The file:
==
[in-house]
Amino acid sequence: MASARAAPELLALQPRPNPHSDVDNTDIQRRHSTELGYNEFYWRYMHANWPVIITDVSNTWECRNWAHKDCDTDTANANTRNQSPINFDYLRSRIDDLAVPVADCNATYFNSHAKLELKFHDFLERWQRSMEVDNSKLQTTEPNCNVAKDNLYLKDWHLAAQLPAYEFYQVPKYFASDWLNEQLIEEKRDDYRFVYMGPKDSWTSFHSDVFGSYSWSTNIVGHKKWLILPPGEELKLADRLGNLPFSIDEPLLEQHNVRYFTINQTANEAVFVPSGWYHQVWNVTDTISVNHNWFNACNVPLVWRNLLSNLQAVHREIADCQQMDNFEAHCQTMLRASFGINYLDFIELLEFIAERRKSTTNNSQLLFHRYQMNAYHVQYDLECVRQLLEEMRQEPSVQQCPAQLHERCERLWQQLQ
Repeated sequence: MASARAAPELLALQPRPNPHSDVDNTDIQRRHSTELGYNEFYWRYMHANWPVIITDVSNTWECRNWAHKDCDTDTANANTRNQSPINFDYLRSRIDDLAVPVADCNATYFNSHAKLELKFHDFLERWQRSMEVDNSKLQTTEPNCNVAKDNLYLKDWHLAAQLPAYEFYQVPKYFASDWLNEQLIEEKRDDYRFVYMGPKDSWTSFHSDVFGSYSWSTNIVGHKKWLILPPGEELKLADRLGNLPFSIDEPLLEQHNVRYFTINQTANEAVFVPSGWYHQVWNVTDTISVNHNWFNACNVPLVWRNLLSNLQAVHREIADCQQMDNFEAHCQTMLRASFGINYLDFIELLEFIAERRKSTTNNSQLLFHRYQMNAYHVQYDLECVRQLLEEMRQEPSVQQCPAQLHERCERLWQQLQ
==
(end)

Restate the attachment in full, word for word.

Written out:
[in-house]
Amino acid sequence: MASARAAPELLALQPRPNPHSDVDNTDIQRRHSTELGYNEFYWRYMHANWPVIITDVSNTWECRNWAHKDCDTDTANANTRNQSPINFDYLRSRIDDLAVPVADCNATYFNSHAKLELKFHDFLERWQRSMEVDNSKLQTTEPNCNVAKDNLYLKDWHLAAQLPAYEFYQVPKYFASDWLNEQLIEEKRDDYRFVYMGPKDSWTSFHSDVFGSYSWSTNIVGHKKWLILPPGEELKLADRLGNLPFSIDEPLLEQHNVRYFTINQTANEAVFVPSGWYHQVWNVTDTISVNHNWFNACNVPLVWRNLLSNLQAVHREIADCQQMDNFEAHCQTMLRASFGINYLDFIELLEFIAERRKSTTNNSQLLFHRYQMNAYHVQYDLECVRQLLEEMRQEPSVQQCPAQLHERCERLWQQLQ
Repeated sequence: MASARAAPELLALQPRPNPHSDVDNTDIQRRHSTELGYNEFYWRYMHANWPVIITDVSNTWECRNWAHKDCDTDTANANTRNQSPINFDYLRSRIDDLAVPVADCNATYFNSHAKLELKFHDFLERWQRSMEVDNSKLQTTEPNCNVAKDNLYLKDWHLAAQLPAYEFYQVPKYFASDWLNEQLIEEKRDDYRFVYMGPKDSWTSFHSDVFGSYSWSTNIVGHKKWLILPPGEELKLADRLGNLPFSIDEPLLEQHNVRYFTINQTANEAVFVPSGWYHQVWNVTDTISVNHNWFNACNVPLVWRNLLSNLQAVHREIADCQQMDNFEAHCQTMLRASFGINYLDFIELLEFIAERRKSTTNNSQLLFHRYQMNAYHVQYDLECVRQLLEEMRQEPSVQQCPAQLHERCERLWQQLQ